Big Ben's home renamed Elizabeth Tower
The Queen has a new man in her life.
The Clock Tower, where Big Ben resides on the banks of the Thames, is to be renamed Elizabeth Tower, a lasting tribute to the Queen's Diamond Jubilee.
The British House of Commons approved the change Tuesday following a four-month campaign by politicians on all sides to recognize the Queen's 60 years on the throne.
The 96.3-metre tall tower, one of London's most iconic structures, stands at one end of the the Palace of Westminster, home of Britain's Parliament. Featured at the other end is the Victoria Tower, which was given its name in 1860 in honour of the only other Queen to serve 60 years. (Right: Queen Elizabeth sails past the Clock Tower on the Thames during her Diamond Jubilee celebration on June 3.)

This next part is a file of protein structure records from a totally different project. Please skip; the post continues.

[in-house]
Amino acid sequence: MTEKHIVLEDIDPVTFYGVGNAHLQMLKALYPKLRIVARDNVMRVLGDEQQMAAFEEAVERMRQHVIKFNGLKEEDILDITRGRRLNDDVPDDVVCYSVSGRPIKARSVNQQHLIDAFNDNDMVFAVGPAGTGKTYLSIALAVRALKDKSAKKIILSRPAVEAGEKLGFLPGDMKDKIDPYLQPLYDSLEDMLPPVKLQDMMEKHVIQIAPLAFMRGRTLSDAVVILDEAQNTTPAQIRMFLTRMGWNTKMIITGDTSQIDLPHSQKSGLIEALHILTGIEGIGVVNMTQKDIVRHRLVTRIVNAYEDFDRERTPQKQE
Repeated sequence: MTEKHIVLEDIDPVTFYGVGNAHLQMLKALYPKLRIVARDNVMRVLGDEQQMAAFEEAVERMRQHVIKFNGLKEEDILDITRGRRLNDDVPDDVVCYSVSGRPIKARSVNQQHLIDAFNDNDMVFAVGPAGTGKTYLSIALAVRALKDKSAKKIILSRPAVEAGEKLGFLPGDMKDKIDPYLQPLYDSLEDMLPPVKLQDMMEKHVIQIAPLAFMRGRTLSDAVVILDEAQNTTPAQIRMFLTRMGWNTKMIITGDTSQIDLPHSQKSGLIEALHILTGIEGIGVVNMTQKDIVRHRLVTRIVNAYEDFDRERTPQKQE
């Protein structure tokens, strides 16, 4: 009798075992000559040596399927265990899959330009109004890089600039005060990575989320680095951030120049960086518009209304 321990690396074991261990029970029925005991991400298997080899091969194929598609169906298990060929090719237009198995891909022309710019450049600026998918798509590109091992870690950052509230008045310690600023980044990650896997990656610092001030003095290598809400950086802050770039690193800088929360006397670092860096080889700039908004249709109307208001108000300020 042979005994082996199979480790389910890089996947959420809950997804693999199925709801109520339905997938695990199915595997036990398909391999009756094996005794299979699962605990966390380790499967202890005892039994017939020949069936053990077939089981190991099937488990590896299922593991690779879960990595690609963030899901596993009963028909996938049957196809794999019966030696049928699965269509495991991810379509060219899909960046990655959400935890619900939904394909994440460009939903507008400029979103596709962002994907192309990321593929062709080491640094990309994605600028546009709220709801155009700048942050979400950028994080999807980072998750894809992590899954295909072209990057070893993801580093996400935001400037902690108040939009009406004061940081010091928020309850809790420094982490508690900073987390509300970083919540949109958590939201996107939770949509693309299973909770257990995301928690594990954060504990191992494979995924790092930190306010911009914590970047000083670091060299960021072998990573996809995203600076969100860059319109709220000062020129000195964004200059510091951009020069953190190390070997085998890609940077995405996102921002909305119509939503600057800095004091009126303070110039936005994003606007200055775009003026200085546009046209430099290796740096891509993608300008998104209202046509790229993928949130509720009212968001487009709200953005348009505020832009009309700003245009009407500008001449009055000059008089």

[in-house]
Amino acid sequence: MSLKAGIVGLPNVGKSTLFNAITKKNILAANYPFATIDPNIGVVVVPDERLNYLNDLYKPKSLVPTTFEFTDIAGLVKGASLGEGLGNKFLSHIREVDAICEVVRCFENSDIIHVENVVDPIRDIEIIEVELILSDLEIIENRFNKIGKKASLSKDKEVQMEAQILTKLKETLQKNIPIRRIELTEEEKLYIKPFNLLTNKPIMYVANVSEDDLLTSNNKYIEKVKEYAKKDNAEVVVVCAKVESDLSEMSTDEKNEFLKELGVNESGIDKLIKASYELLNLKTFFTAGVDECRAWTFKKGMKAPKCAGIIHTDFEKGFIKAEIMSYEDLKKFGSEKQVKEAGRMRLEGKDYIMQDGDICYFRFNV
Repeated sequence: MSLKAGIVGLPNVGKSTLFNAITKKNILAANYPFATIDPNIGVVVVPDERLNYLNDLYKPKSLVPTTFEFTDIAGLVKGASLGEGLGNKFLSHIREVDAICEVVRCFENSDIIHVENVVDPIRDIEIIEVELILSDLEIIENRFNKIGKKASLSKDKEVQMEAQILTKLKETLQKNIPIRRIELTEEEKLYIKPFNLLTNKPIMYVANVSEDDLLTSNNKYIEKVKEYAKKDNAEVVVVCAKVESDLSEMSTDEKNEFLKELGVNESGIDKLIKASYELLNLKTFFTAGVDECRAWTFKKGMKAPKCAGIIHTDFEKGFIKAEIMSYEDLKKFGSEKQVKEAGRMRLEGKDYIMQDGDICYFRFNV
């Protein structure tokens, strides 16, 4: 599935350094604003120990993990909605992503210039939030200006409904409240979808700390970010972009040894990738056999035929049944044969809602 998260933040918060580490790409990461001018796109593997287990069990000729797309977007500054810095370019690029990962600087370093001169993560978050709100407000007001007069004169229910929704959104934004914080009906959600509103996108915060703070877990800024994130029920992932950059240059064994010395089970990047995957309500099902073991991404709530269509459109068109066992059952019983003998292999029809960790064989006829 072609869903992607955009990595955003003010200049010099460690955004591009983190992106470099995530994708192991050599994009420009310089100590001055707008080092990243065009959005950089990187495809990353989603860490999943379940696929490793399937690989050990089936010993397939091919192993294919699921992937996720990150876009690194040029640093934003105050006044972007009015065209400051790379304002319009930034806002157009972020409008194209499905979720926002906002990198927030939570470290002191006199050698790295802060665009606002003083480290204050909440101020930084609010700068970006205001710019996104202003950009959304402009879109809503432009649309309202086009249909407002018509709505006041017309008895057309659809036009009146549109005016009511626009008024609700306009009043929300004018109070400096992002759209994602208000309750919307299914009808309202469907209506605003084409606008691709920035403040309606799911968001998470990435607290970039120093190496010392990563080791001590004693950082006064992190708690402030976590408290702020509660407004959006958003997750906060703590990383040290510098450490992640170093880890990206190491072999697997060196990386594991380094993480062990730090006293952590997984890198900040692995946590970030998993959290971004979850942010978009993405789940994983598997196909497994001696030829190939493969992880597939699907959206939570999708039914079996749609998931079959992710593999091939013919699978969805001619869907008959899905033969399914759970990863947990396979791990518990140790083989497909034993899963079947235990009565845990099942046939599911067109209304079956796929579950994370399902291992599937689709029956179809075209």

The motion requested the House of Commons Commission to change the name of the Clock Tower "in recognition of Her Majesty's 60 years of unbroken public service on behalf of her country."
The tower, completed in 1859, houses the world famous Big Ben bell, the largest of five bells in the tower.
Big Ben was reportedly named after Sir Benjamin Hall, a civil engineer and politician who was the commissioner of works when when the Clock Tower was built. But there are others who claim the name came from Ben Caunt, a champion English boxer from the mid-1800s.
Queen Elizabeth and Prince Philip are in Northern Ireland on Tuesday and Wednesday as part of the Diamond Jubilee tour.